Neurodiversity Week 2021
One of our authors, Sally Anne Garland, speaks about Neurodiversity, an issue which is very close to her heart. Sally wrote Nook for young readers as a gentle introduction to the notion of Neurodiversity and accepting difference by using kindness and respect.
My son’s old school playground is now abandoned and the children have moved to a lovely, new primary school a little way up the hill.
We still pass the old playground most days and in it there still remains a number of grand, old trees .
One particular tree stands very close to the old school’s fence and has grown a little differently from the others. It has a deep indentation; a nook, that faces away from what used to be the noise and chaos of the playground.
This tree’s unique hollow was once a natural hideaway – a secret sanctuary, where children sat by themselves for any number of reasons. Maybe feeling a bit out of sorts, in a mood, or simply missing Mum and Dad a bit.
There were times also that this particular tree’s hollow was needed by a child for other reasons.
Maybe the noise of the playground was hurting their ears, or the complexity of games and play seemed far too confusing, or maybe simply they sought reassurance, when the world became too overwhelming.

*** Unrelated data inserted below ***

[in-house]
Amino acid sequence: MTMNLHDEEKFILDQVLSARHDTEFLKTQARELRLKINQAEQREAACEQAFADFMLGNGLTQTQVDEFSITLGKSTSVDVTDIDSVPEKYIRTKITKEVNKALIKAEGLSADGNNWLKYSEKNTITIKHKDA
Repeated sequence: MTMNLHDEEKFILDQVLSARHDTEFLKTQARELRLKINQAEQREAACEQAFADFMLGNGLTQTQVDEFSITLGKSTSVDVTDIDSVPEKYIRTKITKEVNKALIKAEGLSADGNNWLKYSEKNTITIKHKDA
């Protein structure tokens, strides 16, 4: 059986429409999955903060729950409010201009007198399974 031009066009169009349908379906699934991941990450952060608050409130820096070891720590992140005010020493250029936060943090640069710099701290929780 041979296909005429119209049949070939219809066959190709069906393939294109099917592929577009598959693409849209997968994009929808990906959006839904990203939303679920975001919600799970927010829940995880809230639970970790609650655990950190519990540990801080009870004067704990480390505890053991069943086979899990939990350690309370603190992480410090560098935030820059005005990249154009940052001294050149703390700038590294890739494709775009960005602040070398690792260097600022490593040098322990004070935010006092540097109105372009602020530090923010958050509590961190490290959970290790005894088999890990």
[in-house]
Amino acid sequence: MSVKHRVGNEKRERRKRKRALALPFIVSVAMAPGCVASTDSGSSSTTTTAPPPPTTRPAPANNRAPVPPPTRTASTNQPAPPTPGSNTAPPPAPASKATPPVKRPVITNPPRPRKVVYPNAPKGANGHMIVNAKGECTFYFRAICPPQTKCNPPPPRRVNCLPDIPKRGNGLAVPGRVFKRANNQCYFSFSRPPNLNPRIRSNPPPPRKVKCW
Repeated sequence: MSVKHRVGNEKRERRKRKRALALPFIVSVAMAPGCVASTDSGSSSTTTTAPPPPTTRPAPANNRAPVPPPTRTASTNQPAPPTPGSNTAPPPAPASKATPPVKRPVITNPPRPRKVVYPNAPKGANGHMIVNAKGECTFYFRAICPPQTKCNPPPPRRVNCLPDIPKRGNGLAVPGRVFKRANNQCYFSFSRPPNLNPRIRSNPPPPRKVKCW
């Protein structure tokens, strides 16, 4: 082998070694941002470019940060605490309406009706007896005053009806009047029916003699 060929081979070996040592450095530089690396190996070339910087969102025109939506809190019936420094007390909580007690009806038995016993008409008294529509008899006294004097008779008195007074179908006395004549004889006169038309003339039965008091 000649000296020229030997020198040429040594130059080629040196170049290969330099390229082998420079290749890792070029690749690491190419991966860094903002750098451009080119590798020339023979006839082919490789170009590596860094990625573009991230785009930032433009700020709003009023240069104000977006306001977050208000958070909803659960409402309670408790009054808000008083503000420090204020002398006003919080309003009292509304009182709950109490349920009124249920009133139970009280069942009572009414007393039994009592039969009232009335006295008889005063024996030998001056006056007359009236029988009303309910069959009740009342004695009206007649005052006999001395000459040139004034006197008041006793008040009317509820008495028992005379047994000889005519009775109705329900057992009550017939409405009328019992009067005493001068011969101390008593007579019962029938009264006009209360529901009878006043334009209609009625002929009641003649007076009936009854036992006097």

The tree itself gave the appearance of almost hugging the child and I always felt it looked like it deliberately grew with its back to the playground, in a sort of protective solidarity with whoever occupied its hollow.
Still and comforting, not judging or demanding – the tree seemed to silently accept the children for who they were.
We all have unique ways of perceiving the world and some of us have particular sensory sensitivities and neurological differences that makes the world a challenging place.
It is these very same sensitivities and differences however, that have the potential, like the tree, to grow something a little different that makes the world a nicer place.
Being included does not necessarily mean having lots of friends, being the same or being part of a big game but rather it can be about a small place – a ‘nook’ of respect and kindness that accepts all our differences.
Read this great review from Kirkus: